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"Speaking of Vitiligo..."

Happy New Year!

Posted On: Tuesday, December 31, 2019 Posted By: John E. Harris Tags: Vitiligo, Vitiligo Research, Vitiligo Treatment

As 2019 winds to a close, I am reflecting on everything that has happened in the past year, and it’s almost too much to name! At the risk of sounding like my Thanksgiving post, there is much to be thankful for. I celebrated Christmas with my family and friends, and as always, they asked, “How’s the lab?” and “How’s work?”. The answer was a resounding, “Everything is great!”, and I meant it. Here’s why:

Vitiligo Clinic and Research Team

The team I’ve assembled to conduct research on vitiligo has never been larger, and they are an outstanding group of individuals. They are as passionate as I am about finding a cure for vitiligo, and they can be found at all hours, all days, working on it.

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Our team includes people from all levels of training, from an undergraduate degree, to students working on their PhD and MD/PhD degrees, PhD postdoctoral fellows, MD clinical fellows, Faculty Instructors, and more. Two of our students graduated this year and, of course, both of their theses were on vitiligo. James Strassner developed a new technique to study human skin and helped generate some exciting new data from my patient volunteers. He is now back in medical school on his way to an MD/PhD degree. Kingsley Essien discovered how regulatory T cells get into the skin and how they help to slow down autoimmunity in vitiligo. He is now a postdoctoral fellow working with my new company Villaris to create a new, durable treatment for vitiligo.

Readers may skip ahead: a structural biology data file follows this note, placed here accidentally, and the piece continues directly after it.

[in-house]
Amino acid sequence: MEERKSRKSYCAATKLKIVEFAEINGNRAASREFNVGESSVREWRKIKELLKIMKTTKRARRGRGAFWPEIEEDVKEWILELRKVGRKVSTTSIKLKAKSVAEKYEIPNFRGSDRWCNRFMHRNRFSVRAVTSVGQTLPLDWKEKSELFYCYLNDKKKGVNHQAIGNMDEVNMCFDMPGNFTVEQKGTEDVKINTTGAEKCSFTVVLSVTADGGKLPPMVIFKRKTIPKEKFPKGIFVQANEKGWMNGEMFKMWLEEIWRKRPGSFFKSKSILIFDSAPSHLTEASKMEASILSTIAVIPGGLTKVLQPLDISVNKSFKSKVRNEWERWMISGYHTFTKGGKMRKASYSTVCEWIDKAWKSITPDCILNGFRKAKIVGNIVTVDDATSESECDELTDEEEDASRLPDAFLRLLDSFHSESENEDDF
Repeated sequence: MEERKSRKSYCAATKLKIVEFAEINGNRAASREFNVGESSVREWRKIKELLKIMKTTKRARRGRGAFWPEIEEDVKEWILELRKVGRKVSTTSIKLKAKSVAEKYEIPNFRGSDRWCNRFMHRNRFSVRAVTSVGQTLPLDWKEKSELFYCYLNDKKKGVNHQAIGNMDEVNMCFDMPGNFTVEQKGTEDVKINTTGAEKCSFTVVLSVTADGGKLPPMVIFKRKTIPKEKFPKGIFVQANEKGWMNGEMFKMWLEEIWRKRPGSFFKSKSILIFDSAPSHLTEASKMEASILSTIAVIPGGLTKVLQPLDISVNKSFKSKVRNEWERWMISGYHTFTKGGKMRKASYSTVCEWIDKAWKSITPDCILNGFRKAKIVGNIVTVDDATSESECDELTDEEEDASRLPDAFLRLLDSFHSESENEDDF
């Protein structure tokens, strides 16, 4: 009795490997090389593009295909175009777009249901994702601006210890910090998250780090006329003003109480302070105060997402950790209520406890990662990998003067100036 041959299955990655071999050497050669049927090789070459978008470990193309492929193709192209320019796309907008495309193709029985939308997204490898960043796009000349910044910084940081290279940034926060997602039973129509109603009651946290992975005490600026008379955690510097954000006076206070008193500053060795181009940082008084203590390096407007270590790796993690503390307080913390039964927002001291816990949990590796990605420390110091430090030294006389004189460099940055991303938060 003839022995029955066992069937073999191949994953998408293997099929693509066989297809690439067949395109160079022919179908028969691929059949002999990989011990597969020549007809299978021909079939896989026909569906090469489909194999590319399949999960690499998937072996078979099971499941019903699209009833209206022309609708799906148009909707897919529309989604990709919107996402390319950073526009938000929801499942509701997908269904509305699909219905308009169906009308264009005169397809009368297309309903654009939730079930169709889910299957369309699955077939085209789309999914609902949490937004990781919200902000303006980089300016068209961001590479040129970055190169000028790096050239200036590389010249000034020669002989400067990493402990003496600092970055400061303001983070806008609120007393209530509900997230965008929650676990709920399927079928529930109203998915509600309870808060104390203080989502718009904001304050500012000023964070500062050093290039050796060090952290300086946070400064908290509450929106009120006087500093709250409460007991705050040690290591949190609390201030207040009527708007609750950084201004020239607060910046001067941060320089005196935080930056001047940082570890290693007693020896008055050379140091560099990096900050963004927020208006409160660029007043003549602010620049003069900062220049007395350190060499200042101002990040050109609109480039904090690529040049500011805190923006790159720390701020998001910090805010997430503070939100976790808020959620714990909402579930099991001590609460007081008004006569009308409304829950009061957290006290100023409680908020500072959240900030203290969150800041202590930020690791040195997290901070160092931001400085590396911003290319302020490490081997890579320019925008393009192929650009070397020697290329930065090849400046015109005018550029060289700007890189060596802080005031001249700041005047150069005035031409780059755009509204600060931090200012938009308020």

Research Support

We were incredibly blessed to receive a large donation at the beginning of the year to help speed things up in our pursuit of a cure, and this is why we have the ability to work on many new ideas that we couldn’t before. This support came from an anonymous donor, and I wish I knew more about him or her so that I could give proper thanks. But we respect the wishes of this generous individual and hope we have the opportunity to meet someday (if we haven’t already)! We used this donation to support two new projects that we believe could lead to many new treatment options and possibly the cure we have all wanted. I will keep you updated on the project as it progresses, but I already know that it will keep us very busy for many years to come.

Continual Improvement in Clinical Trials